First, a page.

3. OEM clamp using existing carb fuel line and brass 5/8 hose barb in Facet.
4. Rubber shim to keep the hose clamp from touching tank.
5. I used the OEM fuel filter but too many clamps and too long and tough to fit plastic back on.
6. Zip ties are your friend, red of course. Go under the seat hook.
Keep the OEM Vacuum bypass set up for later use, when you finally buy a proper OEM pump and be a cheap ass like me. Okay I bought a used one or two that I will carry too.
See all those extra hose clamps and OEM Fuel filter. Why does the bypass only have 1 screw. You all know that there are 2 holding it to the air filter housing.
Okay here is where the missing screw went. I figured this out while I was looking to see what I could find to fit that, a golf tee would be good too. That vacuum hose needs to be blocked, since the by pass valve has been by passed..
Here is what the pump sounds like. It was scary to hear this the first time from such a small pump.
Thank You again for your contribution Raouf Wilson, STOC #6136
I had the fuel pump strand me on I-70 about an hour West of Grand Junction during WeSToc. Thanks to the liST, Dave Nichols sent me his Facet fuel pump and fitted it with the plumbing and wires and shipped it to me overnight so I can get set and hit the road home. Just in case there was a problem, Adam Frymoyer sent me the pump out of Will's bike, which arrived the next day, which was Friday morning for the journey home. I am grateful to the kind PMs from Dave Speer, Jim Medak, and support on my "Help, Save Me" thread and Jim Vick going to see if the pump was at Apex. Awesome support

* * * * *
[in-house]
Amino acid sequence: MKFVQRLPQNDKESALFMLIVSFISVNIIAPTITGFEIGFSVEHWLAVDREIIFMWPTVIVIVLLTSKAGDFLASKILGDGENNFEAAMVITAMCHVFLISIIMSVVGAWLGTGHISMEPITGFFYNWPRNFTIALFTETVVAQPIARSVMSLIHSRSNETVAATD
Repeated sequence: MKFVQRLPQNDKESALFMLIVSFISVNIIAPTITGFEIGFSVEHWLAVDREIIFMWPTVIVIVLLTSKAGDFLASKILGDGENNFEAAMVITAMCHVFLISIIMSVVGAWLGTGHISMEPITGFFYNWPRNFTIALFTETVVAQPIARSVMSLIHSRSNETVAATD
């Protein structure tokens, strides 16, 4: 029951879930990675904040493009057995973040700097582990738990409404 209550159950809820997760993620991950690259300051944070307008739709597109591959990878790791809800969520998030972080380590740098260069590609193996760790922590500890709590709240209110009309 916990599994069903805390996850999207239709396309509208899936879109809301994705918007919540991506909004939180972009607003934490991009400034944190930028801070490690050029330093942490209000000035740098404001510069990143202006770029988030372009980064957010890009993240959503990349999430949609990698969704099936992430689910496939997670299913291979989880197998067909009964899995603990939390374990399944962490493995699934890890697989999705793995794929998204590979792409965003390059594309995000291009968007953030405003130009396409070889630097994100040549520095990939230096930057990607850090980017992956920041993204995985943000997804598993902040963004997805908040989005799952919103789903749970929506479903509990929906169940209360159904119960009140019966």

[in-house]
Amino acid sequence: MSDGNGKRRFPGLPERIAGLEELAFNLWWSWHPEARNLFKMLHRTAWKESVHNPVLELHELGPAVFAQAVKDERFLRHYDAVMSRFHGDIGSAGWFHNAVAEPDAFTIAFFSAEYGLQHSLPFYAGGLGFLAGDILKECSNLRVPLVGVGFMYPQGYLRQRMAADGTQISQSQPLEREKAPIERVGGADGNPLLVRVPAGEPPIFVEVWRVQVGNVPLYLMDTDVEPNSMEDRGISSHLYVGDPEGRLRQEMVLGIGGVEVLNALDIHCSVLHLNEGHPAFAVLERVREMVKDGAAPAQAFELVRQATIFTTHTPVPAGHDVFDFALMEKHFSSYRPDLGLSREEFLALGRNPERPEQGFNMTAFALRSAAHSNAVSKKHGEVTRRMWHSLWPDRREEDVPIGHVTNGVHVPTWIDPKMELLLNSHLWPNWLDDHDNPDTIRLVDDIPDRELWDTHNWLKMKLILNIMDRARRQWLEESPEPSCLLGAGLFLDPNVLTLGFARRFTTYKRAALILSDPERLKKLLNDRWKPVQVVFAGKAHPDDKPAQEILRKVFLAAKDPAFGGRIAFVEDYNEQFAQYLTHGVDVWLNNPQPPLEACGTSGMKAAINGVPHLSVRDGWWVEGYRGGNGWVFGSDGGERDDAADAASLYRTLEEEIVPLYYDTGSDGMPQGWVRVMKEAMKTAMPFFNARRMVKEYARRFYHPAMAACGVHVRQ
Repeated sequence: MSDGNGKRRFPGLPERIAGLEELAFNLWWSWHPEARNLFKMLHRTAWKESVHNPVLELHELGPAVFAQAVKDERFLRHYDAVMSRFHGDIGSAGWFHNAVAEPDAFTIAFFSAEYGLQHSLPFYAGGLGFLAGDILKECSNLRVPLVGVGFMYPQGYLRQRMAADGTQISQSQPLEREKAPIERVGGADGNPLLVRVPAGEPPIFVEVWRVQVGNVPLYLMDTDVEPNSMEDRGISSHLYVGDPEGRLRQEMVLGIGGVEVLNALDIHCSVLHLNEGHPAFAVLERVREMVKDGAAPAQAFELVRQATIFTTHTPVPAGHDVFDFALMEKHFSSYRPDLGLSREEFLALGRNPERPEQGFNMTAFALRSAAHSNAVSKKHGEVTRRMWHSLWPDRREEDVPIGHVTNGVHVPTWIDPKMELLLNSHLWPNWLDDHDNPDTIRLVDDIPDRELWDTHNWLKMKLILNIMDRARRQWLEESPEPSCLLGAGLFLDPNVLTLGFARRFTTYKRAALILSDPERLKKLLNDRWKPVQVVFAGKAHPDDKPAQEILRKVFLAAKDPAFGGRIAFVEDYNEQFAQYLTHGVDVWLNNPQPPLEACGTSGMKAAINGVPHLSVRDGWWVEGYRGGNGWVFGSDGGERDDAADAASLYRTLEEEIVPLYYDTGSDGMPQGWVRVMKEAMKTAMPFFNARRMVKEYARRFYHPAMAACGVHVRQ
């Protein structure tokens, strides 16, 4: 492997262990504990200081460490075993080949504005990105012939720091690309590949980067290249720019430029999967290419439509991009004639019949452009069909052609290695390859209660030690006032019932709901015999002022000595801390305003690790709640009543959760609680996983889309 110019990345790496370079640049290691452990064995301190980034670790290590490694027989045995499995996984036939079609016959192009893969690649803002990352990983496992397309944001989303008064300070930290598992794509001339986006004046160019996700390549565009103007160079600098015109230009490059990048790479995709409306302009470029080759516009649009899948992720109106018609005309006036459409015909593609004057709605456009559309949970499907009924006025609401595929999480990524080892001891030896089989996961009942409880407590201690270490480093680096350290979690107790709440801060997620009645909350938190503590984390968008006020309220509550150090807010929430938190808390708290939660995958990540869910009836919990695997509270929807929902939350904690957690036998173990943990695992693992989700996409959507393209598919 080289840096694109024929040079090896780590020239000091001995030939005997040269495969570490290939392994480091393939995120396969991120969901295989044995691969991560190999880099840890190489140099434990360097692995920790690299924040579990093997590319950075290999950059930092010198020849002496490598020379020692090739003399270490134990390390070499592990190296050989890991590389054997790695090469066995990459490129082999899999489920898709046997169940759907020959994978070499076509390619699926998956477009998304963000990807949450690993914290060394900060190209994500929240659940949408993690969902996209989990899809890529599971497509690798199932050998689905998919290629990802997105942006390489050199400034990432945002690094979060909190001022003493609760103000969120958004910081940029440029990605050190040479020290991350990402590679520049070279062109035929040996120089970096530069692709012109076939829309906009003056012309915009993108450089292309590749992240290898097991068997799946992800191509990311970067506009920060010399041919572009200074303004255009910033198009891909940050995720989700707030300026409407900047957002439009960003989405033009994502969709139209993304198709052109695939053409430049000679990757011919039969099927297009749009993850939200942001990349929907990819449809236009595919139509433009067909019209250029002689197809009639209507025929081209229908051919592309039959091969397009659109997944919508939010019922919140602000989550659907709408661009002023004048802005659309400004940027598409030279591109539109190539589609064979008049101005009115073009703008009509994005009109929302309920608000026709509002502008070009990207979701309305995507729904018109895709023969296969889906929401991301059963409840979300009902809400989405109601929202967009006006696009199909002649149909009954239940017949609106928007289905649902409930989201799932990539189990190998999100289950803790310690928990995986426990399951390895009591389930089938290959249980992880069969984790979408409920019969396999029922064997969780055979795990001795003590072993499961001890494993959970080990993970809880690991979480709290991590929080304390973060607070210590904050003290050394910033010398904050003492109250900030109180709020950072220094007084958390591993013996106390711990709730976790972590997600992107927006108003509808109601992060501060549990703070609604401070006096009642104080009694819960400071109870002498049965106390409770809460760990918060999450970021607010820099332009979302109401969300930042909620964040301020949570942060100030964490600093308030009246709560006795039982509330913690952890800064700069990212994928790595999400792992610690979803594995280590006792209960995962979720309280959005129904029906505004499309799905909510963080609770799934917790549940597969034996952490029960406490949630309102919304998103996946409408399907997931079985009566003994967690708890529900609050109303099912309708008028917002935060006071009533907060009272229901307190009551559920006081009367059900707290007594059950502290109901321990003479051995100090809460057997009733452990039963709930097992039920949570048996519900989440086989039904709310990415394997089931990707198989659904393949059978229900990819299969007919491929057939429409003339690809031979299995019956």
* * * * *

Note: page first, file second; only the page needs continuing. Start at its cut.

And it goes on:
So here is the summary:
The Facet 40178 (Link) got me home, it used a bit more fuel than average, I average 46 mpg in everyday type riding, since I got the bike (I keep a mileage log). OEM pump to WeSToc high was 54 mpg and low was 45 mpg. Trip home with Facet, high was 45 mpg and low was 40.7 mpg.
I was tense as anything for the first few hours, especially through Vale, where it got windy and wasn't sure if it was buffeting or the fuel starvation. I couldn't smell fuel which was a good sign, and filled up as soon as I hit half tank.